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The Cascading Effect that Has Led to Increased Drug-Related Overdoses

Marcel Gemme By Marcel Gemme | Last Updated: 19 September 2023
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Social Isolation, unemployment, and disruption in normal supply lines of illegal drugs have forced addicts to seek new dealers and try unfamiliar substances. The closure along the Mexico/U.S. border has disrupted illegal supply lines; however, it is still difficult to believe that drug cartels stop finding ways to smuggle drugs into the country. Although, a United Nations report from the Office on Drugs and Crime issued a statement stating the virus has changed the route of illicit drug flows. However, this is the same organization that told us not to worry about the new coronavirus back in January. Overall, everything that has occurred has caused a cascading effect resulting in an increased number of drug-related overdoses—not all fatal.

Information released in an Overdose Detection Mapping Application Program indicated overdoses had increased significantly when compared to the same time in 2019. Since the first reported cases of COVID-19, overdoses have increased, on average, 20%. In March of 2020, it was an 18% increase when compared to March of 2019. In April of 2020, it was 29% over April of 2019 and a 42% increase in May of 2020. For every ten suspected overdoses reported in May of 2019, there were 14 overdoses reported in May of 2020. Overdoses increased to 42% per month during the pandemic as compared to the same time in 2019.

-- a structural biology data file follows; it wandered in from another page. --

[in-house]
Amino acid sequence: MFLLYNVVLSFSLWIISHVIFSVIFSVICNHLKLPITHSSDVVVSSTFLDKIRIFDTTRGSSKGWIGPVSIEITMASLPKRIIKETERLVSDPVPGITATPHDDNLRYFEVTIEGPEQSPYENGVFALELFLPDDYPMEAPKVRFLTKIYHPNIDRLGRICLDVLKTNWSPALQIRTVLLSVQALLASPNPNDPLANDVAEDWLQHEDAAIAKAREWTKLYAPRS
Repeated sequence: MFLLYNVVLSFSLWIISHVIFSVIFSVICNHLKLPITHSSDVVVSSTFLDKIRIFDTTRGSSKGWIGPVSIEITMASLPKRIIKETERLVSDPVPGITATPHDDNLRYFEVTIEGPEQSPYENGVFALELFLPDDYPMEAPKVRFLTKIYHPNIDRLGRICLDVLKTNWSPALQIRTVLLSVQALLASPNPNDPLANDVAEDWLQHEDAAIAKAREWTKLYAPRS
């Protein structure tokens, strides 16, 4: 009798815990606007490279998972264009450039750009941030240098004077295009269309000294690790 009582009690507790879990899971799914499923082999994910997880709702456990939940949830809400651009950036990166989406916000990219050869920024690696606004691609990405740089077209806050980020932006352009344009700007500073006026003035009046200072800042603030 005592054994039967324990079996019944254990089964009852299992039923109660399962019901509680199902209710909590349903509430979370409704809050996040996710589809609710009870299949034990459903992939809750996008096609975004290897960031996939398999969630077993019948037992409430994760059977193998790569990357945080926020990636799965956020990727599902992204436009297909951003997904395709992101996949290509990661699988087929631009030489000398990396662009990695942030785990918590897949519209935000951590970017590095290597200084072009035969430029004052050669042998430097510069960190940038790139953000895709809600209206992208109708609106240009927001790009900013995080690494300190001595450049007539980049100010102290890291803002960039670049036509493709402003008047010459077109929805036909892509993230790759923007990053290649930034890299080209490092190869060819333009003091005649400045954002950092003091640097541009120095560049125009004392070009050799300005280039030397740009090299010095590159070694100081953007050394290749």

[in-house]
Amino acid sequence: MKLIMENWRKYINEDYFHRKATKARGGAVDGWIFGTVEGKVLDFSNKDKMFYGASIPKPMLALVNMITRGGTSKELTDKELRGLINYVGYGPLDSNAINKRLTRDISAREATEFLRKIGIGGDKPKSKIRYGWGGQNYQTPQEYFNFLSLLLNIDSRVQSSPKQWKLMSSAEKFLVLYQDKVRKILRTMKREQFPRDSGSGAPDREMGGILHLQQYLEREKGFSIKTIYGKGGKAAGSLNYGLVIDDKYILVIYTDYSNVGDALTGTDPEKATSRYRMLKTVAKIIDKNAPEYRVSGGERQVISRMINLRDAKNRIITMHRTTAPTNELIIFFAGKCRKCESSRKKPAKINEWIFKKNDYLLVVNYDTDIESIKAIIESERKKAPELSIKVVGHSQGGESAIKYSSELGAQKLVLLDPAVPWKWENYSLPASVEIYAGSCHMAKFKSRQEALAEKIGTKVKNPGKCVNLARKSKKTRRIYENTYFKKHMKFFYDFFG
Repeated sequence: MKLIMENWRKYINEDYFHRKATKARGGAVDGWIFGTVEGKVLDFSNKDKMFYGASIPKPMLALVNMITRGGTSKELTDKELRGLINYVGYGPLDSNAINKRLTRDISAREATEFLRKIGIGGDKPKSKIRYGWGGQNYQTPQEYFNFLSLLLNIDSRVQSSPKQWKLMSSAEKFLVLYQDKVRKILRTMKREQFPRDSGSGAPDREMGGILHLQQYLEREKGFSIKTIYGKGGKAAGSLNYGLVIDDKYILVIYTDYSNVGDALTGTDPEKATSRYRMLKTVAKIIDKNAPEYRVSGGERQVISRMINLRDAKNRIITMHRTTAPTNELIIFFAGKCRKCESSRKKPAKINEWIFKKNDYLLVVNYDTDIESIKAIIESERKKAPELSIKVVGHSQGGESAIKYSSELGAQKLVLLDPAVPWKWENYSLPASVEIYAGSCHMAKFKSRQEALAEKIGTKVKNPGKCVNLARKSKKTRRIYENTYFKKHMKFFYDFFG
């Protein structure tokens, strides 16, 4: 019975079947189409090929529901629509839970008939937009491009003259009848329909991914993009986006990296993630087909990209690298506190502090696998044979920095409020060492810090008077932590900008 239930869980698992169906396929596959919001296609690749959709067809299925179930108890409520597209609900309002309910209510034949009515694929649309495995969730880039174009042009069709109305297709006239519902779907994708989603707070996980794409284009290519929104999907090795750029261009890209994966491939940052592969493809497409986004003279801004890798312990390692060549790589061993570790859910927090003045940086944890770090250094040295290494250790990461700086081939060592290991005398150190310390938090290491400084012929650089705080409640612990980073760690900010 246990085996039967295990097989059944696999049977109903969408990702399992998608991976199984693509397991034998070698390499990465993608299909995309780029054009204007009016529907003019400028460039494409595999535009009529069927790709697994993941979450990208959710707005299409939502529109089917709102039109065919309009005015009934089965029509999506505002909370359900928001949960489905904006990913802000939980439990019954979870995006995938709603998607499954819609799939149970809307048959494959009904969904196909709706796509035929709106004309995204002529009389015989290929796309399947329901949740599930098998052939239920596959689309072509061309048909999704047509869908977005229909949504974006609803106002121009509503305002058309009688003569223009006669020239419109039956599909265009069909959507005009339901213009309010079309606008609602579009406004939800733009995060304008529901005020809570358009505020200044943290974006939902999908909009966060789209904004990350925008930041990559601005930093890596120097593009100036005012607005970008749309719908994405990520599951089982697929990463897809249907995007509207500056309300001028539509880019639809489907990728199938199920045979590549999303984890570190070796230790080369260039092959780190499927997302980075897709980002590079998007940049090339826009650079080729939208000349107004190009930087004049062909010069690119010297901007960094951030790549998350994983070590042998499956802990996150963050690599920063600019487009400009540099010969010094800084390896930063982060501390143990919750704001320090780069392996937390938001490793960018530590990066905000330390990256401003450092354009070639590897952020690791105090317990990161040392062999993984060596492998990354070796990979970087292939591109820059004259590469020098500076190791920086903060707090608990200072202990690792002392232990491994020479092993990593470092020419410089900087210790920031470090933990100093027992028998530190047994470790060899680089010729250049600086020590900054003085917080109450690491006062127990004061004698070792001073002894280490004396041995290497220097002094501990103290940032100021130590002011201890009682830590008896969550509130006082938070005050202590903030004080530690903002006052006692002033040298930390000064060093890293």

The forced government lockdowns have caused many treatment centers, drug courts, and recovery programs to close or scale back services. Social distancing has sequestered people leaving them to use drugs alone and not being able to get treatment or overdose intervention. Even before the pandemic, many experts felt the nation’s infrastructure for helping with addiction was underfunded and inadequate. The pandemic and the heavy-handed intervention from elected officials caused a domino effect that is continuing. Treatment providers across the nation have their work cut out for them, and it has come down to save as many as you can.




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Marcel Gemme has been helping people struggling with addiction for over 19 years. He first started as an intake counselor for a drug rehabilitation center in 2000. During his 5 years as an intake counselor, he helped many addicts get the treatment they needed. He also dealt with the families and friends of those people; he saw first-hand how much strain addiction puts on a family and how it can tear relationships apart. With drug and alcohol problems constantly on the rise in the United States and Canada, he decided to use the Internet as a way to educate and help many more people in both those countries. This was 15 years ago. Since then, Marcel has built two of the largest websites in the U.S. and Canada which reach and help millions of people each year. He is an author and a leader in the field of drug and alcohol addiction. His main focus is threefold: education, prevention and rehabilitation. To this day, he still strives to be at the forefront of technology in order to help more and more people. He is a Licensed Drug and Alcohol Treatment Specialist graduate with Honours of Stratford Career Institute. Marcel has also received a certificate from Harvard for completing a course entitled The Opioid Crisis in America and a certificate from The University of Adelaide for completing a course entitled AddictionX: Managing Addiction: A Framework for Succesful Treatment.